One of the things that was rough about our first six months or so in Florida is that I took almost no time off. It's the trap you fall into when you work a contract job, because you don't get paid when you don't work. If that weren't enough, I was marathon saving for the house down payment. I was pretty burned out at that point.
There are some people who do nothing but work, neglecting most everything else in life that matters. Those people generally strike me as miserable. Even if you like what you do, you need to disconnect and take time off. American culture seems so against this for some reason. I used to bank a ton of time at my first "real" job, and I don't think I really understood the value of unplugging until I had no choice (when I was first laid-off, after about five years of post-college work). While that was a difficult time, at first it wasn't so much scary as it was a relief.
A vacation doesn't have to be a trip, though if you can afford it, you certainly should get away. There's something to be said for breaking your routine. Nothing exercises your mind like thinking about something different, or nothing at all. It restores perspective.
The problem I have is that I live where I took countless vacations, and I make the mistake that I feel like I am taking little vacations. This week, for example, some of our friends from Seattle were in town, visiting Walt Disney World. We went out to meet them for a few hours on Sunday, then again on Wednesday after work. We had such a good time, and my focus was entirely in the moment, enjoying their company. (They were part of our parents group, and Simon hasn't seen his friend in a little over three years.) We have days like this at least once a month, and they kind of push off the fact that we haven't had any extended time to engage in recreation.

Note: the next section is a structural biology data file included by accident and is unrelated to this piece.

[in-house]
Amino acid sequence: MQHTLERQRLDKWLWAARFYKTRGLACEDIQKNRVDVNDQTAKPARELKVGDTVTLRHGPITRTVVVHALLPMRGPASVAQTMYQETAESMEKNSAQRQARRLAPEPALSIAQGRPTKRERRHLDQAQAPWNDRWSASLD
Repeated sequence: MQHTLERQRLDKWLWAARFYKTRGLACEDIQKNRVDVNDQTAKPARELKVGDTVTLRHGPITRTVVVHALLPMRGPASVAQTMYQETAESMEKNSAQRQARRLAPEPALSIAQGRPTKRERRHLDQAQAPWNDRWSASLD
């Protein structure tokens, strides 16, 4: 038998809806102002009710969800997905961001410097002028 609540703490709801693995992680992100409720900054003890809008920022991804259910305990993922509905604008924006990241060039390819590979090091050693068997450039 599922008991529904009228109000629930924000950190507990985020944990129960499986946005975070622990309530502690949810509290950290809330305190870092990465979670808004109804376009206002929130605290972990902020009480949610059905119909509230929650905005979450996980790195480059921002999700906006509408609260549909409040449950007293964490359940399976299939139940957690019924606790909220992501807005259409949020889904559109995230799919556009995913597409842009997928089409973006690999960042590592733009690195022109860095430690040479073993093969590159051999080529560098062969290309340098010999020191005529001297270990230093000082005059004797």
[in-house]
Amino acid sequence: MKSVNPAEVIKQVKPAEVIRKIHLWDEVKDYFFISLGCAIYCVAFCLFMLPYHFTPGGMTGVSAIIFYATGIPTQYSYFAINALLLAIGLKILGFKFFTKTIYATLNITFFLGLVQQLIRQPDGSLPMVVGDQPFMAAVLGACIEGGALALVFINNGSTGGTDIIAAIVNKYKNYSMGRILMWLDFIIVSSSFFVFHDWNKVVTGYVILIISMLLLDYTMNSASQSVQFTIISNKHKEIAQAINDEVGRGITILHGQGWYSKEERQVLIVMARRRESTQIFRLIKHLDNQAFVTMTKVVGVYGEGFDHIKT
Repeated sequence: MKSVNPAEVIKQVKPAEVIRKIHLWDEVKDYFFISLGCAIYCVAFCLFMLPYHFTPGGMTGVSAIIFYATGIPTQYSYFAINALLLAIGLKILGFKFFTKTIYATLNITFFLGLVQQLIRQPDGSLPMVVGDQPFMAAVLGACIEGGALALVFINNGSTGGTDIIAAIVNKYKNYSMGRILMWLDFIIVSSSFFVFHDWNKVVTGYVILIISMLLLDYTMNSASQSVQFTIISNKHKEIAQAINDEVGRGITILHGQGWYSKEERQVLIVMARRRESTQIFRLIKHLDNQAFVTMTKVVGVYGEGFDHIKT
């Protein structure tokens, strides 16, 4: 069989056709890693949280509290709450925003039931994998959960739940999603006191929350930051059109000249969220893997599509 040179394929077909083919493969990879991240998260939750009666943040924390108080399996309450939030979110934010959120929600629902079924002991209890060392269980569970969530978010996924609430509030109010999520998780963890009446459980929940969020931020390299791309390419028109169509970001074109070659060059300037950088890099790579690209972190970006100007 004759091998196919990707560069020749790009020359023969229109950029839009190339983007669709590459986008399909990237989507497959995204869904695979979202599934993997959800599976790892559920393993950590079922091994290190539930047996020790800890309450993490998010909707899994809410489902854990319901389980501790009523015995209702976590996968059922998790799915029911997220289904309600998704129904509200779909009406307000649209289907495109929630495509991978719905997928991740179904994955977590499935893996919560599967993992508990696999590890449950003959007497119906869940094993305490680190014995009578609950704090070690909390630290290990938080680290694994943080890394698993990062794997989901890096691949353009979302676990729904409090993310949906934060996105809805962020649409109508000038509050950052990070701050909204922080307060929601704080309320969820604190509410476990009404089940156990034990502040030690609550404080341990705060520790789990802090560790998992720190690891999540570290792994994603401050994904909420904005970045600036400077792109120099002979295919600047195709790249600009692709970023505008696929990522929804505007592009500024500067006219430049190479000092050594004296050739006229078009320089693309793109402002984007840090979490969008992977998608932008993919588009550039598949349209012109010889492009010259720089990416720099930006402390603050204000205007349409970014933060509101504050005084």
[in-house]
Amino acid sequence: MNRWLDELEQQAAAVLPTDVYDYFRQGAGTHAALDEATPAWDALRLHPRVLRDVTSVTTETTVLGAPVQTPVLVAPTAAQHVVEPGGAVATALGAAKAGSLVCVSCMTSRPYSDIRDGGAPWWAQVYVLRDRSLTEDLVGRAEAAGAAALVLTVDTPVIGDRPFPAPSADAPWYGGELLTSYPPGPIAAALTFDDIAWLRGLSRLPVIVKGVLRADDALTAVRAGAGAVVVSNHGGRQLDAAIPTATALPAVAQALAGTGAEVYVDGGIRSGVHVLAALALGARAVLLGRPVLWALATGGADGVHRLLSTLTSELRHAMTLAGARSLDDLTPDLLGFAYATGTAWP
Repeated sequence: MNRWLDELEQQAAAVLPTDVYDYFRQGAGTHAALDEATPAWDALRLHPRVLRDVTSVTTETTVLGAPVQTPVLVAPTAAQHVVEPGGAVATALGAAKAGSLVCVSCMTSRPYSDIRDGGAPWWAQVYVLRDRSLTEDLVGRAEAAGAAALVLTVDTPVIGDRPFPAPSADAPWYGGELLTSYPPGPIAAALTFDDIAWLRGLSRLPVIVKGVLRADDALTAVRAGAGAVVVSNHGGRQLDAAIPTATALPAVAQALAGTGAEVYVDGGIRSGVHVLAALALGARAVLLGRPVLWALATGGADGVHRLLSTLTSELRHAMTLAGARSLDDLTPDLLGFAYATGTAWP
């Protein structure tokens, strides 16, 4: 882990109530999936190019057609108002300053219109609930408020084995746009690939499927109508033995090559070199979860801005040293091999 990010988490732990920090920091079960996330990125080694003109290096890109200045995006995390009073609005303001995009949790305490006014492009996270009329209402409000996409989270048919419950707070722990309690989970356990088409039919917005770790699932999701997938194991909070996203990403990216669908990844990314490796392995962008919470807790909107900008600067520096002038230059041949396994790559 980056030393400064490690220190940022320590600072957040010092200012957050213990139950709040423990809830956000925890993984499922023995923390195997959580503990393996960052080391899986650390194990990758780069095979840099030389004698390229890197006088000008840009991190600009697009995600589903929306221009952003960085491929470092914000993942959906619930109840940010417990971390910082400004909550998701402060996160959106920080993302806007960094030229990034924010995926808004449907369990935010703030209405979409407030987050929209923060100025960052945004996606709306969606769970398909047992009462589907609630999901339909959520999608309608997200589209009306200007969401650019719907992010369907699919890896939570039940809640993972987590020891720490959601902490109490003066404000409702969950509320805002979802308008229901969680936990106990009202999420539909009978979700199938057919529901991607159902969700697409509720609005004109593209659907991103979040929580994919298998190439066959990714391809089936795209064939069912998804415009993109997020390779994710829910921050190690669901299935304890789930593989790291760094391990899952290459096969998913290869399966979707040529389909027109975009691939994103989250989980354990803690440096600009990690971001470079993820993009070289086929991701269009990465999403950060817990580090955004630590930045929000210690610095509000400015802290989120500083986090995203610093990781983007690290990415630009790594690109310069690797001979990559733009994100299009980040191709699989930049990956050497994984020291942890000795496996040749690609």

And by the way, it's not just for me in my day job, but Diana's general household operation and supervision of Simon, along with her part-time job, is every bit as much work as my job.
We do have something on the books this summer that will go four or five days, and I welcome that. It should be a lot of fun, and we can mostly unplug and relax. We're still parents, but we're not engaged in our daily routine for trips like that. And by the way, that's why I like the cruises, even if they're not particularly original at this point. We show up, they float around and feed us, and you don't really need to think about anything. No usable Internet access either.
Use your vacation time, folks.